Workforce Health and Productivity Improvement Leads to Greater Use of Incentives
According to findings by Aon Hewitt, a global HR solutions business, U.S. employers have begun to rely increasingly on incentives to motivate employee participation in employer-sponsored health and wellness programs. Of the 2,000 participating employers, representing over 20 million employees, 84 percent now offer participation incentives to employees taking a health risk questionnaire while 64 percent offer incentives for participating in biometric screenings. Over half of polled employers provide incentives for participation in wellness programs. The incentive most quickly gaining popularity is monetary rewards, having increased to 57 percent in 2011, up from 37 percent last year.
The survey shows that, in fact, more and more employees are linking incentives to the results of their participation rather than simply participating. This is probably tied to the fact that 58 percent of companies offering incentives do so for completing lifestyle modification goals like weight loss or cigarette smoking cessation programs. About 25 percent of incentive-offering companies dole them out on the basis of levels of progress or reaching acceptable ranges for biometric measures.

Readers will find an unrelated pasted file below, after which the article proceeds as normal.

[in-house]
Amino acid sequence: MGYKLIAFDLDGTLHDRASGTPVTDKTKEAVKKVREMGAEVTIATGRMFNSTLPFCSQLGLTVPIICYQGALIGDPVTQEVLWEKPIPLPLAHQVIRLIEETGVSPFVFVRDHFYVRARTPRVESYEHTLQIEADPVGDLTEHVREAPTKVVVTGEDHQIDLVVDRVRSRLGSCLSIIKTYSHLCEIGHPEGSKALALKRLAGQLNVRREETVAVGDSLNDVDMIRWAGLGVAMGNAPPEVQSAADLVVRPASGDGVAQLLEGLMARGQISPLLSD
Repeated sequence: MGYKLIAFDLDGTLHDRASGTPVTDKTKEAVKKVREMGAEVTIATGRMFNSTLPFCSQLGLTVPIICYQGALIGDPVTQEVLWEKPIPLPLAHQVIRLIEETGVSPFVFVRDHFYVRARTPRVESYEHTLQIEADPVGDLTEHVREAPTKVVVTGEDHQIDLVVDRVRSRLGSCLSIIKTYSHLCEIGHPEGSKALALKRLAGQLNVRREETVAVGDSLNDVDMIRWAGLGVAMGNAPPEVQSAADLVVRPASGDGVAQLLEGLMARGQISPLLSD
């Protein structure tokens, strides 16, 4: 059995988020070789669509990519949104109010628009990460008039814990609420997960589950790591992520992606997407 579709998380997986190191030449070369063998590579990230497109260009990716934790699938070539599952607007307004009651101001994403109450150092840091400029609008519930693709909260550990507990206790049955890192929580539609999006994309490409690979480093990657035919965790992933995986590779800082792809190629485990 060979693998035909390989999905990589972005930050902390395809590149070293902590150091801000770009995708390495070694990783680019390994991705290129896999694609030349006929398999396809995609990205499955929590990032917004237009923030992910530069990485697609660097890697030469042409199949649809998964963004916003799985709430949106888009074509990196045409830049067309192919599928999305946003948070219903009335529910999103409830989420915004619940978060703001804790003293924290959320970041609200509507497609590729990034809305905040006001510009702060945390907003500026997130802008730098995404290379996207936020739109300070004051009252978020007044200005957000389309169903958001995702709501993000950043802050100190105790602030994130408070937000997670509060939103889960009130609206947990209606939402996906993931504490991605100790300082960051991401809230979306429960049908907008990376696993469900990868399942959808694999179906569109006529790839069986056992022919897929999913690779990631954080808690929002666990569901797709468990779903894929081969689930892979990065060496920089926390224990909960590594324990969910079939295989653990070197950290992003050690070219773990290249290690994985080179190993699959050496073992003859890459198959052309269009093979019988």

“Programs and tools like HRQs and biometric screenings can make employees more aware of their health status and of the opportunities to improve their health, but alone they won’t move the needle when it comes to health improvement and mitigating cost,” Jim Winkler, chief innovation officer for Health & Benefits at Aon Hewitt, said. “Incentives solely tied to participation tend to become entitlement programs, with employees expecting to be rewarded without any sense of accountability for better health. To truly impact employee behavior change, more and more organizations realize they need to closely tie rewards to outcomes and better results rather than just enrollment.”
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